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UNIVERSITY OF PANAMA

College of Natural Exact Sciences and Technology

Scientific English

English professor

Jhonny Vargas

MODULE#4

The History of Personal Computing

What is mathematics?

Past Simple
INSTRUCTIONS
 Read the given information.

 Study the explanation of the simple past by watching

the videos below.

Click here to watch the videos.

https://www.youtube.com/watch?v=3jWLMZrTzyQ

https://www.youtube.com/watch?v=pPW3cgcaHCQ

 Solve the activities following their instructions. Send

them answered on a Word Doc. via email on November

29th, 2019 until 10:00 p.m. Total points of this module

are 50 pts.

 Get ready to take an ONLINE EXAM about this content

on Thursday, December 12th, 2019 at 6:00 p.m.

(Grammar mainly – Simple Past)


I Part: Read the following text and then complete the chart below. 12 pts

The History of Personal Computing

In 1952, a major computing company made a decision to get out of the


business of making mainframe computers. They believed that there was only
a market for four mainframes in the whole world. That company was IBM. The
following years they reversed their decision. In 1980, IBM determined that
there was a market for 250,000 PCs, so they set up a special team to develop
the first IBM PC. It went on sale in 1987 and set a worldwide standard for
compatibility i.e. IBM-compatible as opposed the single company Apple
computers standard. Since then, over seventy million IBM-compatible PCs,
made by IBM and other manufacturers, have been sold.

Write the BASE FORMS or PAST TENSE FORMS of the verbs form the text
above.
BASE FORM PAST FORM

make Made

Get got

go Went

set

Have/has had

sell

believe

is Was

determine

reverse

oppose
II Part: Grammar questions. 12 pts

− Why is the PAST SIMPLE TENSE used in the text above “The history of personal
computing”?

− How do we form questions in past tense?

− How do we form negatives in past tense?

III Part: First, read the text below and then answer these questions.

1. Answer the following questions. 12 pts

a. How old was Pierre Fermat when he died?

b. Which problem did mathematicians face in the 17 century A.D?

c. What did many mathematicians conjecture at that time?

d. Who first gave a proof to Fermat’s theorem?

e. What proof did he give?

f. Did any mathematicians prove Fermat’s theorem after him? Who were they?

2. Are the statements True (T) or False (F)? Correct the false sentences. 10
pts

a. The German mathematician E.Kummer was the first to find an error in the
argument.

b. With the algebraic “theory of ideals” in hand, Kummer produced a proof for “most
small n” and many special cases.

c. A general proof has been found for all value of n.

d. The German mathematician P.Wolfskehl won DM 100.000 in 1908 for the first
complete proof of the theorem.

FERMAT’S LAST THEOREM

Pierre de Fermat was born in Toulouse in 1601 and died in 1665. Today we
think of Fermat as a number theorist, in fact as perhaps the most famous
number theorist who ever lived.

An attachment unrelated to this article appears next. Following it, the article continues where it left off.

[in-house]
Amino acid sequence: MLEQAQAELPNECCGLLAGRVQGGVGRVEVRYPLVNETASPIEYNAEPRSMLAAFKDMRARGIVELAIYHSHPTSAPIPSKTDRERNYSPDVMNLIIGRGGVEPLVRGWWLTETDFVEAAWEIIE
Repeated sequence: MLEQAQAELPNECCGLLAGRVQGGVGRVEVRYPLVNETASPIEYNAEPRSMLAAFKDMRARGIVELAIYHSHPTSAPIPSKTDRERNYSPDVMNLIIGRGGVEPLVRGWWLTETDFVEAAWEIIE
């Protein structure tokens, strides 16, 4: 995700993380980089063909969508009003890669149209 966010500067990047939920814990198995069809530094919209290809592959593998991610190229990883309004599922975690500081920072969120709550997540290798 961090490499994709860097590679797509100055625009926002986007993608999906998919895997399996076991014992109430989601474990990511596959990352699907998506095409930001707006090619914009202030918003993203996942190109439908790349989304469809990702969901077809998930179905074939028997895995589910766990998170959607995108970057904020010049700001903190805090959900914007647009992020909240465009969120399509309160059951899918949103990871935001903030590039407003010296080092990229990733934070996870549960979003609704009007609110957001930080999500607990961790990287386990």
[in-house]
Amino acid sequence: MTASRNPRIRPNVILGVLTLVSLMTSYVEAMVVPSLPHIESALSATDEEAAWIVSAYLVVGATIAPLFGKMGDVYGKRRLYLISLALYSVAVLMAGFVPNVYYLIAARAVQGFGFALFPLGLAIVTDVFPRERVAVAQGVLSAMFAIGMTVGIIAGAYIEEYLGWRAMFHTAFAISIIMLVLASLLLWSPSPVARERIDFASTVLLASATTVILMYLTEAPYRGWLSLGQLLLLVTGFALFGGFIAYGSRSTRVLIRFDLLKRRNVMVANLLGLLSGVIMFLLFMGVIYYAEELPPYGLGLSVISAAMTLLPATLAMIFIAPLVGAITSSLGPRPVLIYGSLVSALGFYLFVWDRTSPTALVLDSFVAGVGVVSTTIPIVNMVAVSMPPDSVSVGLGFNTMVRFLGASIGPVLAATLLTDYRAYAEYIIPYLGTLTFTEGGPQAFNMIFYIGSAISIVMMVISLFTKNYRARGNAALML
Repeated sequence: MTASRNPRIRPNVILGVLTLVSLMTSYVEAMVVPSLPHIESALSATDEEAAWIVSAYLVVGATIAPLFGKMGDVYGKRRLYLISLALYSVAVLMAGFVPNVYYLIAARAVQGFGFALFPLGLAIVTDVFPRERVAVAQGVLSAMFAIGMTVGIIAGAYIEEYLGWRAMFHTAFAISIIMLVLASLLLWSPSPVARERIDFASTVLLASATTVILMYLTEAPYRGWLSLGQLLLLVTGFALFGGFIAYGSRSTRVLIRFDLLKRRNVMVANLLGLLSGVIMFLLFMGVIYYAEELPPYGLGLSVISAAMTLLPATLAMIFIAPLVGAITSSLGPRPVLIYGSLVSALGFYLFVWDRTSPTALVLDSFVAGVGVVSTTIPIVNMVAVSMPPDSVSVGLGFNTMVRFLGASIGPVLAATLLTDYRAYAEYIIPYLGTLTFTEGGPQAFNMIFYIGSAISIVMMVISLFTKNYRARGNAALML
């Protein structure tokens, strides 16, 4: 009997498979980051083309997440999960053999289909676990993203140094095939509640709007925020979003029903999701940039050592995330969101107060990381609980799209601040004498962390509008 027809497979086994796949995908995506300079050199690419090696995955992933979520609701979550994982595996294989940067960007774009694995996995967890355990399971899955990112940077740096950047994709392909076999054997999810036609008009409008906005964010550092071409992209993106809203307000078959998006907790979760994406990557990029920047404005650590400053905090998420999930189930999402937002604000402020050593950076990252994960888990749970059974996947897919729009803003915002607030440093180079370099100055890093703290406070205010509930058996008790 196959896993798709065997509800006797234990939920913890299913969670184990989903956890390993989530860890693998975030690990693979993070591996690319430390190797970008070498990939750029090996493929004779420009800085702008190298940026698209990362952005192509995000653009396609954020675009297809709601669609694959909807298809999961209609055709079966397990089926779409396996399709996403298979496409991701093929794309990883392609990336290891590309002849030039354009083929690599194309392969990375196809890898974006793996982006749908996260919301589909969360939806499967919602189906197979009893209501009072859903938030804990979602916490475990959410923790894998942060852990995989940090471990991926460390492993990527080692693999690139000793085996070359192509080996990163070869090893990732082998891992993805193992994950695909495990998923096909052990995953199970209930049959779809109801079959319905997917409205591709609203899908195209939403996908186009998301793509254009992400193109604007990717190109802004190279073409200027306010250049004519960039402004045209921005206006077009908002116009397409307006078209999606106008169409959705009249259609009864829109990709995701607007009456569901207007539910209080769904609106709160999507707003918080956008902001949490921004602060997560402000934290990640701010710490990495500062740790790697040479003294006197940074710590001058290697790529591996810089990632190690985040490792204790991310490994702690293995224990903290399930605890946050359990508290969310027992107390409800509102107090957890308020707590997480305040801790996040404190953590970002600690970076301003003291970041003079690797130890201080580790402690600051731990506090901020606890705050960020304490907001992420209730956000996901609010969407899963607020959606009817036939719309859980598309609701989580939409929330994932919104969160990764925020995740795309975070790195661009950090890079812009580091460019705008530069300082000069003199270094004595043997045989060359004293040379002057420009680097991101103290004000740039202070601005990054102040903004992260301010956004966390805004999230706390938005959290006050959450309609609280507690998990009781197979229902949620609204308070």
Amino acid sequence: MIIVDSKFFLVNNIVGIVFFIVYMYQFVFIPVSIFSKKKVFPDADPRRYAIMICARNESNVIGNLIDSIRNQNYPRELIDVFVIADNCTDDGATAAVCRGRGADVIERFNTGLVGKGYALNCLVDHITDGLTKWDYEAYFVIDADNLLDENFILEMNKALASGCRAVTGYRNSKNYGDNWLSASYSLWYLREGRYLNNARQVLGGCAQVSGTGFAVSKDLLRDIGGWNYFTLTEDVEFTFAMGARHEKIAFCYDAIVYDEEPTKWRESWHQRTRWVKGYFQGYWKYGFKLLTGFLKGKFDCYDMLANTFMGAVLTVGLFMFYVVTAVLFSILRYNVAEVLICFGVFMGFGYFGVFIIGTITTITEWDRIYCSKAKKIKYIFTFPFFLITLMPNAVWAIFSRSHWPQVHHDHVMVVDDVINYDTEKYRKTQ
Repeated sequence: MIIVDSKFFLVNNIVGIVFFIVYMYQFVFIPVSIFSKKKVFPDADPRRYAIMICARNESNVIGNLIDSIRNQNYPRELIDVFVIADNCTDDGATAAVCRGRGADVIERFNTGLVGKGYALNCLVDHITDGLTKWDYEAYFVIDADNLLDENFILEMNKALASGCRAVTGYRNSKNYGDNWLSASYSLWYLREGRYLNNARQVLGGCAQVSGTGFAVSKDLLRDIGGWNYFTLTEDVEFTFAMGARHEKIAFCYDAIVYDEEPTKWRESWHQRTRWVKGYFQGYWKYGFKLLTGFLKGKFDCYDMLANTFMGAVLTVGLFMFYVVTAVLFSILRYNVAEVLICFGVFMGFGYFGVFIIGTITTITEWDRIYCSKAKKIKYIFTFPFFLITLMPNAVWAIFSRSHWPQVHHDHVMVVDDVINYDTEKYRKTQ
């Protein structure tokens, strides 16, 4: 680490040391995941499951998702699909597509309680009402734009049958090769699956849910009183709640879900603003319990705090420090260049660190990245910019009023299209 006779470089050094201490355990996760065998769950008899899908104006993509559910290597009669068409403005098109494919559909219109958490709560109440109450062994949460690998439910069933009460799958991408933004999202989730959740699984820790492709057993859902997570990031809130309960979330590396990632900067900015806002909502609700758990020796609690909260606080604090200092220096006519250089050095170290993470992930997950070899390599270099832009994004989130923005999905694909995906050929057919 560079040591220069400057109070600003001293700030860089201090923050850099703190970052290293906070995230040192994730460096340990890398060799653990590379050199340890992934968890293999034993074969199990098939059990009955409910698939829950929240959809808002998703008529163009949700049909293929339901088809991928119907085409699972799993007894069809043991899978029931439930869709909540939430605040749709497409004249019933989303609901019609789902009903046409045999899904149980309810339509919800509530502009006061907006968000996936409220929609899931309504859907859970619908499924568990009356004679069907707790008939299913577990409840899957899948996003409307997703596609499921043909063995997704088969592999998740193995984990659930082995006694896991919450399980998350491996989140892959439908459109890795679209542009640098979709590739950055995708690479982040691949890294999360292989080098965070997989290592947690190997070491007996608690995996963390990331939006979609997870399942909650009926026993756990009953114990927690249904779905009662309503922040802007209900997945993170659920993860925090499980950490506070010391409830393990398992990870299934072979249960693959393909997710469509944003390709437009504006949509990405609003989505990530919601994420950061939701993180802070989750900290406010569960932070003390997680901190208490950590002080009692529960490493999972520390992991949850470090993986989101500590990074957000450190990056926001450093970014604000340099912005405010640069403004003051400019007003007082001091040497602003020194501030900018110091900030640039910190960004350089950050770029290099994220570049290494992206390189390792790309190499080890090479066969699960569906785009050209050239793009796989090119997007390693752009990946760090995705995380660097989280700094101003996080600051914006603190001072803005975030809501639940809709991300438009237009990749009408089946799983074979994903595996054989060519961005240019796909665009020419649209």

The history of Pythagorean triples goes back to 1600 B.C, but it was not until
the seventeenth century A.D that mathematicians seriously attacked, in
general terms, the problem of finding positive integer solutions to the equation
Xn + Yn = Zn. Many mathematicians conjectured that there are no positive
integer solutions to this equation if n is greater than 2. Fermat’s now famous
conjecture was inscribed in the margin of his copy of the Latin translation of
Diophantus’s Arithmetic. The note read: “To divide a cube into two cubes, a
fourth power or in general any power whatever into two powers of the same
denomination above the second is impossible and I have assuredly found an
admirable proof of this, but the margin is too narrow to contain it”.

Despite Fermat’s confident proclamation the conjecture, referred to as


“Fermat’s last theorem” remains unproven. Fermat gave elsewhere a proof for
the case n = 4. it was not until the next century that L.Euler supplied a proof
for the case n = 3, and still another century passed before A.Legendre and
L.Dirichlet arrived at independent proofs of the case n = 5. Not long after, in
1838, G.Lame established the theorem for n = 7. In 1843, the German
mathematician E.Kummer submitted a proof of Fermat’s theorem to Dirichlet.
Dirichlet found an error in the argument and Kummer returned to the problem.
After developing the algebraic “theory of ideals”, Kummer produced a proof
for “most small n”. Subsequent progress in the problem utilized Kummer’s
ideals and many more special cases were proved. It is now known that
Fermat’s conjecture is true for all n < 4.003 and many special values of n,
but no general proof has been found.

Fermat’s conjecture generated such interest among mathematicians that in


1908 the German mathematician P.Wolfskehl bequeathed DM 100.000 to the
Academy of Science at Gottingen as a prize for the first complete proof of the
theorem. This prize induced thousands of amateurs to prepare solutions, with
the result that Fermat’s theorem is reputed to be the maths problem for which
the greatest number of incorrect proofs was published. However, these faulty
arguments did not tarnish the reputation of the genius who first proposed the
proposition – P.Fermat.